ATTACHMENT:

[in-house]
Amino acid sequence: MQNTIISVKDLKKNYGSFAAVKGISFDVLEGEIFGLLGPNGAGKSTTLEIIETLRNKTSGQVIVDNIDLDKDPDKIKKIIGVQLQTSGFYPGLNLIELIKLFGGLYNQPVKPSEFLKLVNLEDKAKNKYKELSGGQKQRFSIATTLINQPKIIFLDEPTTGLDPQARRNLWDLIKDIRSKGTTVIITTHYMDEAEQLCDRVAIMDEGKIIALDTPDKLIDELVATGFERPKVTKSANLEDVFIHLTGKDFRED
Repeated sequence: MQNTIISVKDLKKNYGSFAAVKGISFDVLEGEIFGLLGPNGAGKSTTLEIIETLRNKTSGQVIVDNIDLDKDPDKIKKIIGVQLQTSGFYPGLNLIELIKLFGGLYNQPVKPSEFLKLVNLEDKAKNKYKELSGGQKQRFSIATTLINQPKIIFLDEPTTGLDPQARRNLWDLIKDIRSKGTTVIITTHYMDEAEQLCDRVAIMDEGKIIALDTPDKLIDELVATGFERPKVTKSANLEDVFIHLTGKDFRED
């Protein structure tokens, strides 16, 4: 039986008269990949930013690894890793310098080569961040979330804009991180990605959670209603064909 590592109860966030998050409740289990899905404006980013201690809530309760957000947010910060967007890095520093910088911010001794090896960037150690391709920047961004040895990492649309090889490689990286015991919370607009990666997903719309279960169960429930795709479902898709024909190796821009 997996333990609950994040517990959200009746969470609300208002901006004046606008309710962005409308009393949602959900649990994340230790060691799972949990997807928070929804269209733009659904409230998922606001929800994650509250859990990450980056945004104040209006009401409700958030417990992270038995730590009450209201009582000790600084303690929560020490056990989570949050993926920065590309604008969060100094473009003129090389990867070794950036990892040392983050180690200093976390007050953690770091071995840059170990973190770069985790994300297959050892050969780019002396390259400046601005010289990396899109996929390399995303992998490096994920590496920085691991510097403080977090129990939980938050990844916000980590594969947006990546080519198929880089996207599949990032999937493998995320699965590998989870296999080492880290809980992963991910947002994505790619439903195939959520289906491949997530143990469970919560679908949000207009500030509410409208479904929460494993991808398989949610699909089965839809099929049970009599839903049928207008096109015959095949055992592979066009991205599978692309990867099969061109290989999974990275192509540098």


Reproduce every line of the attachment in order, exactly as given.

[in-house]
Amino acid sequence: MQNTIISVKDLKKNYGSFAAVKGISFDVLEGEIFGLLGPNGAGKSTTLEIIETLRNKTSGQVIVDNIDLDKDPDKIKKIIGVQLQTSGFYPGLNLIELIKLFGGLYNQPVKPSEFLKLVNLEDKAKNKYKELSGGQKQRFSIATTLINQPKIIFLDEPTTGLDPQARRNLWDLIKDIRSKGTTVIITTHYMDEAEQLCDRVAIMDEGKIIALDTPDKLIDELVATGFERPKVTKSANLEDVFIHLTGKDFRED
Repeated sequence: MQNTIISVKDLKKNYGSFAAVKGISFDVLEGEIFGLLGPNGAGKSTTLEIIETLRNKTSGQVIVDNIDLDKDPDKIKKIIGVQLQTSGFYPGLNLIELIKLFGGLYNQPVKPSEFLKLVNLEDKAKNKYKELSGGQKQRFSIATTLINQPKIIFLDEPTTGLDPQARRNLWDLIKDIRSKGTTVIITTHYMDEAEQLCDRVAIMDEGKIIALDTPDKLIDELVATGFERPKVTKSANLEDVFIHLTGKDFRED
């Protein structure tokens, strides 16, 4: 039986008269990949930013690894890793310098080569961040979330804009991180990605959670209603064909 590592109860966030998050409740289990899905404006980013201690809530309760957000947010910060967007890095520093910088911010001794090896960037150690391709920047961004040895990492649309090889490689990286015991919370607009990666997903719309279960169960429930795709479902898709024909190796821009 997996333990609950994040517990959200009746969470609300208002901006004046606008309710962005409308009393949602959900649990994340230790060691799972949990997807928070929804269209733009659904409230998922606001929800994650509250859990990450980056945004104040209006009401409700958030417990992270038995730590009450209201009582000790600084303690929560020490056990989570949050993926920065590309604008969060100094473009003129090389990867070794950036990892040392983050180690200093976390007050953690770091071995840059170990973190770069985790994300297959050892050969780019002396390259400046601005010289990396899109996929390399995303992998490096994920590496920085691991510097403080977090129990939980938050990844916000980590594969947006990546080519198929880089996207599949990032999937493998995320699965590998989870296999080492880290809980992963991910947002994505790619439903195939959520289906491949997530143990469970919560679908949000207009500030509410409208479904929460494993991808398989949610699909089965839809099929049970009599839903049928207008096109015959095949055992592979066009991205599978692309990867099969061109290989999974990275192509540098």